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Dr. Keloid has no idea what he has unleashed! The infection caused by Rose spreads fast and furious and martial law is declared. Military men are all over the streets of Montreal. Once you have contracted the infection there is no cure and you will be taken out. The infected have sore, watery, blood-shot eyes and pallid complexions and crave human flesh. Their bite passes on the infection. It is definitely zombiesque but these folks aren’t dead and they are reasonably easy to kill. The effects are top-notch in Rabid. The film is not terribly graphic but it does have some moments. Rose’s armpit vagina and proboscis are very well done and quite unique. Rose’s kills are intimate in nature mainly due to the fact that she has to get very close to her victim to kill and drink. The victims survive the attack and are left with no memory of what happen to them. This is a smart, memory erasing parasite. I must admit, when I think of Rabid the first thing that pops into my head is Rose’s armpit vagina and proboscis. Those that become infected are more erratic and uncontrolled. Cronenberg constructs some really beautiful scenes of horror for those who become Rabid. One of the best scenes takes place in a mall at Christmas. One of the infected bites a mall patron and the shopping center security guy goes on a berserk shooting rampage. Mr. Mall Cop shoots the hell out of the place including the poor guy playing Santa! A scene in a subway train is also very well done and delightfully chaotic. The violence is not overly graphic but it is certainly memorable. Great practical effects, violence and a heaping helping of intensity all combine to make Rabid a perfect work of genre filmmaking.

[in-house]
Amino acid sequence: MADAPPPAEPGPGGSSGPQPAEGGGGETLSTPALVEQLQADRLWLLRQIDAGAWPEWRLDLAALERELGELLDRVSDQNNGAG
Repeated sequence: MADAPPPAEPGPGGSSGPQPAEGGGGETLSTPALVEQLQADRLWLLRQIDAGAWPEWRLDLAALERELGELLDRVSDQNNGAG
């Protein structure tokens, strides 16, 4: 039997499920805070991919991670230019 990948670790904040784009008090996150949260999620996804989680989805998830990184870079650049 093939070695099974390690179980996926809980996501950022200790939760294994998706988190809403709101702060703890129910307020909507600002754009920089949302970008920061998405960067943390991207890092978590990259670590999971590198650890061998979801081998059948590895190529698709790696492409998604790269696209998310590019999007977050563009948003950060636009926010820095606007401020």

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I would not say Marilyn Chambers was a household name but she did get some press for being an adult film star who was formerly an Ivory Snow Girl. 99 44⁄100% Pure she was not. Rabid was the film Chambers hoped would allow her to make the move away from adult films. Unfortunately that never happen for her. That seems a damn shame to me; I thought Chambers was excellent in Rabid. She had a good balance of strength and vulnerability that made her character empathetic. Chambers is also a beautiful woman who is very watchable. I quite liked Frank Moore as Hart. He is very natural and his character is a good guy even if he does ride his bike a little recklessly. Hart feels a lot of guilt about the accident. At the end of the day it was the motorcycle accident that caused the entire chain of events. The rest of the cast does a decent enough job as support although no one particularly stands out.